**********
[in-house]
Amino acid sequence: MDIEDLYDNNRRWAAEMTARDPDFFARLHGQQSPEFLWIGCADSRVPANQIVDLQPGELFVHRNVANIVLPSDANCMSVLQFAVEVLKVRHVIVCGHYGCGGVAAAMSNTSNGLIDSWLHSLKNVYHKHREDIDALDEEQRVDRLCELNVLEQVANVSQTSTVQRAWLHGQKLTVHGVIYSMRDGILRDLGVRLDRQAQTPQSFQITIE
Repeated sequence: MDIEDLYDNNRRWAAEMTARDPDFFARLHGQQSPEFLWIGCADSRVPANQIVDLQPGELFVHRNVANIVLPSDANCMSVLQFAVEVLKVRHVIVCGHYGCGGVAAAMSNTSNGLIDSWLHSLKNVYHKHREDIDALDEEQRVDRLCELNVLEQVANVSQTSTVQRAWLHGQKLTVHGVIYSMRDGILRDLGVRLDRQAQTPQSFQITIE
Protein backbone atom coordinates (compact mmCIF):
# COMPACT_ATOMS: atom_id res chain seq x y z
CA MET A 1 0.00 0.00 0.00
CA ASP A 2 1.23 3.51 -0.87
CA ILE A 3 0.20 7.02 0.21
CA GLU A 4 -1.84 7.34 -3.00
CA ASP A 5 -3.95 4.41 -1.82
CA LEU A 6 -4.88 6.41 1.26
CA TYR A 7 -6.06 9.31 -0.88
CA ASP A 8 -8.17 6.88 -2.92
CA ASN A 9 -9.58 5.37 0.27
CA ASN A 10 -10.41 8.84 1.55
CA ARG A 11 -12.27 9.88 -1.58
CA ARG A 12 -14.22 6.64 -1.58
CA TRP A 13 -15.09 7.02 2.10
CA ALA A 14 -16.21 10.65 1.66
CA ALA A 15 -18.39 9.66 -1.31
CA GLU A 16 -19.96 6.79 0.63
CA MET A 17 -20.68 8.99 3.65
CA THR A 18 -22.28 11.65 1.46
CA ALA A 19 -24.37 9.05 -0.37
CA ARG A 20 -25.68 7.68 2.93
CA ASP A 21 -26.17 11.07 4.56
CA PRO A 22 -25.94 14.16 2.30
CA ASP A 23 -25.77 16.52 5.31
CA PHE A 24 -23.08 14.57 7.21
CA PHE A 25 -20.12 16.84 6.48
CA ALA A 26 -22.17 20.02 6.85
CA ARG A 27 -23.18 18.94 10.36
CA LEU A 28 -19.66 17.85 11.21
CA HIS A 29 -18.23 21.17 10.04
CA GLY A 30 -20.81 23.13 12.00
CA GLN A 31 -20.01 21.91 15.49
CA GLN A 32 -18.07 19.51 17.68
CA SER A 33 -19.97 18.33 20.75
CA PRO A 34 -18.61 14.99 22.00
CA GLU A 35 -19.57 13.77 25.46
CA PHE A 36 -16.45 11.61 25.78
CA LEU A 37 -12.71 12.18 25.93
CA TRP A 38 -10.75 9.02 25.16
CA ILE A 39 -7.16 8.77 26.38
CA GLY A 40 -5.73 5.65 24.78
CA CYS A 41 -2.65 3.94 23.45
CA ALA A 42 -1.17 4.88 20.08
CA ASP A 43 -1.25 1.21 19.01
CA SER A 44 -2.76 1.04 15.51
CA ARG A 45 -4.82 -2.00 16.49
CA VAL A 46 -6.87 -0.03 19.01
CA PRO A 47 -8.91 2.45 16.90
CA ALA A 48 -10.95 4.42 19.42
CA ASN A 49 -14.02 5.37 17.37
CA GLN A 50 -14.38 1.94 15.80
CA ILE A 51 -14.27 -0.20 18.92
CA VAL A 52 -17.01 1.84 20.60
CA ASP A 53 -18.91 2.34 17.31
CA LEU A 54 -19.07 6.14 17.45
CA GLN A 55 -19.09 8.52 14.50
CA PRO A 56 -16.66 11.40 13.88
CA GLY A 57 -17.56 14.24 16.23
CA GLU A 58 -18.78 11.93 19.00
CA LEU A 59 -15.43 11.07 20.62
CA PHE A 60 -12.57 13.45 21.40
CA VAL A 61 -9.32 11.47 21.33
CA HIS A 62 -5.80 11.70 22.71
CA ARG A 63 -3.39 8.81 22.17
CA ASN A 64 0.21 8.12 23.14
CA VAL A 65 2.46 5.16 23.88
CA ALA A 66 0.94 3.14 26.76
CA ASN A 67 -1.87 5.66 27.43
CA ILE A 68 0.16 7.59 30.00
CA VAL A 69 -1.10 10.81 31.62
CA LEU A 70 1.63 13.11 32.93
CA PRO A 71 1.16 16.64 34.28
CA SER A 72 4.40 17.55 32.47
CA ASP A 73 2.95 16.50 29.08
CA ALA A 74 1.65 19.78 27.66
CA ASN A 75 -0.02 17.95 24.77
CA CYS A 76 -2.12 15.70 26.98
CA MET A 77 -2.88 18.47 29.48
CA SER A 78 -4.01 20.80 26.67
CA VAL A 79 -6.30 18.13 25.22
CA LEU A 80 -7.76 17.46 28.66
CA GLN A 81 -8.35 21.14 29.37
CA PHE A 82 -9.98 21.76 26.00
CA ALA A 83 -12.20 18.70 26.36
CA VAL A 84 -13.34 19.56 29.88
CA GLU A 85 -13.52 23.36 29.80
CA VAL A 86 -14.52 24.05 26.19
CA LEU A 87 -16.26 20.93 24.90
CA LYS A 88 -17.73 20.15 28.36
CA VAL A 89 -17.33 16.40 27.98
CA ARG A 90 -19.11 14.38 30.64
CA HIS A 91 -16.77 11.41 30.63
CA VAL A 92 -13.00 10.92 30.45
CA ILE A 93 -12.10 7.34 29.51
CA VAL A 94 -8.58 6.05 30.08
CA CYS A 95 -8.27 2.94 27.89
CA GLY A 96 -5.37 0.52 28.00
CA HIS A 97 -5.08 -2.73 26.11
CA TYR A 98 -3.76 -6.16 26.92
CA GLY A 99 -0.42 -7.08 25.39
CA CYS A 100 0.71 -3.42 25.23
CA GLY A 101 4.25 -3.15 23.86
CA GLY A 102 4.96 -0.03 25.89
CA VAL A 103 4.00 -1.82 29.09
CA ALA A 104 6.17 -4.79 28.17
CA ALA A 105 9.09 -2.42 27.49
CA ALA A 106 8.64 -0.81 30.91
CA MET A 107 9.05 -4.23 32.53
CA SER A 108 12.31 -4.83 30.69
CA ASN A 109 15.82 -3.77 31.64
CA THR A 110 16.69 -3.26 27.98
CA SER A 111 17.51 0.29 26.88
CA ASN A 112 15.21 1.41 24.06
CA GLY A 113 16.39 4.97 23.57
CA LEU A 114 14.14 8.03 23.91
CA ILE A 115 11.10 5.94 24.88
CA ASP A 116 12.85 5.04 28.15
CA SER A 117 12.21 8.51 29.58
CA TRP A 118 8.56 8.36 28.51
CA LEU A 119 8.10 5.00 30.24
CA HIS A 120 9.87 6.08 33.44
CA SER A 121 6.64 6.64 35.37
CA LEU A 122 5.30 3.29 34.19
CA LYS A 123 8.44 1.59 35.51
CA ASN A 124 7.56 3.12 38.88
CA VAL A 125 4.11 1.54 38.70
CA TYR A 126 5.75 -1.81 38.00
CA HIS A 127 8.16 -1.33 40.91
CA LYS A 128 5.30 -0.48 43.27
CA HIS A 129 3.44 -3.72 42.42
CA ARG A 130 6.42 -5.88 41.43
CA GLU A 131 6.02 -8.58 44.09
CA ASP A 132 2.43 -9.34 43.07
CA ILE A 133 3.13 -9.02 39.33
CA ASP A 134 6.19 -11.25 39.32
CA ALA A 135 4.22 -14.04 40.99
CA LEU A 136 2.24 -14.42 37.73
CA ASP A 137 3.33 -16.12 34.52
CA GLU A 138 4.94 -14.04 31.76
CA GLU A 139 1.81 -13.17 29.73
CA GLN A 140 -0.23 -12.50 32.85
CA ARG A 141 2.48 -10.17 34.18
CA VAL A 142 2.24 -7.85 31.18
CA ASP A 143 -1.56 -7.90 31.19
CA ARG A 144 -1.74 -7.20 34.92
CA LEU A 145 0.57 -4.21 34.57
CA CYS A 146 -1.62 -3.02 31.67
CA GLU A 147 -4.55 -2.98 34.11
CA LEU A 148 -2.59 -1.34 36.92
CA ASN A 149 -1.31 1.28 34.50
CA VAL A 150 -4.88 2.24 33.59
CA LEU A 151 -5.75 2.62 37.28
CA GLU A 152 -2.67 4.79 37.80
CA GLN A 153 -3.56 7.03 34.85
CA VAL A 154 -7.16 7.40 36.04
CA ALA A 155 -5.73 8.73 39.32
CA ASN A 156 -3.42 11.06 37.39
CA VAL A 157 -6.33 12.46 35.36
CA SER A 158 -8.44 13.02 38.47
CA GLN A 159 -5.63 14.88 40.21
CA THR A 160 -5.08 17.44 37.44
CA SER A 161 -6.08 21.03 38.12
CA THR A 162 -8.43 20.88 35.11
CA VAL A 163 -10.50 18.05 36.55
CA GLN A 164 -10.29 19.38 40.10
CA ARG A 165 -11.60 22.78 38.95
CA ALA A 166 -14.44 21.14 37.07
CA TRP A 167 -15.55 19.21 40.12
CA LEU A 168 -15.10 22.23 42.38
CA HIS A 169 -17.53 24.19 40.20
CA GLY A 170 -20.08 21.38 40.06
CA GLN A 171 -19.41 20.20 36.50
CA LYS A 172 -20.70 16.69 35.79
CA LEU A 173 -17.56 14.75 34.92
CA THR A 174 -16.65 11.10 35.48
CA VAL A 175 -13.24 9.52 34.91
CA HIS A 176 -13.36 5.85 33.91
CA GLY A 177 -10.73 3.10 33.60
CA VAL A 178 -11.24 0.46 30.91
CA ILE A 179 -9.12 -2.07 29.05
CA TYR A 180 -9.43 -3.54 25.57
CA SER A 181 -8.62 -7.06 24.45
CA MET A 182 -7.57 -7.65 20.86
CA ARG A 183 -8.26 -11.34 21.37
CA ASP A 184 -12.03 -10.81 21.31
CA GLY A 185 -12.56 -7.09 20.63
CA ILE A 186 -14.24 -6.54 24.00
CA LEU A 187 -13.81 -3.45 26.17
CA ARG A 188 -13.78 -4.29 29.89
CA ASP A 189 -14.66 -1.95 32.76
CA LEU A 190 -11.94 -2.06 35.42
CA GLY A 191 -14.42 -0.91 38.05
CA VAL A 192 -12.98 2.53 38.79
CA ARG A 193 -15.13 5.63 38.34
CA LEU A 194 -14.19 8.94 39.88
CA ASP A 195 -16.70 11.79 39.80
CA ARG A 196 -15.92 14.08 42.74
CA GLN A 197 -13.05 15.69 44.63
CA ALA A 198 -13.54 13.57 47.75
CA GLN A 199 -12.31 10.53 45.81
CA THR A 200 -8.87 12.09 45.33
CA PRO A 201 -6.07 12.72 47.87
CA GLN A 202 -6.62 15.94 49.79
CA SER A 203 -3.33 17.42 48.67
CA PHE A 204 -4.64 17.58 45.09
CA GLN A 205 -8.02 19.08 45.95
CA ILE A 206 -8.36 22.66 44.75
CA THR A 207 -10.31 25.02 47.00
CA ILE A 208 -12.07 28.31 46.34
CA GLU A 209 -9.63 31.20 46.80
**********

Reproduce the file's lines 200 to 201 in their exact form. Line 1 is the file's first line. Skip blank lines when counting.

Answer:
CA ASP A 195 -16.70 11.79 39.80
CA ARG A 196 -15.92 14.08 42.74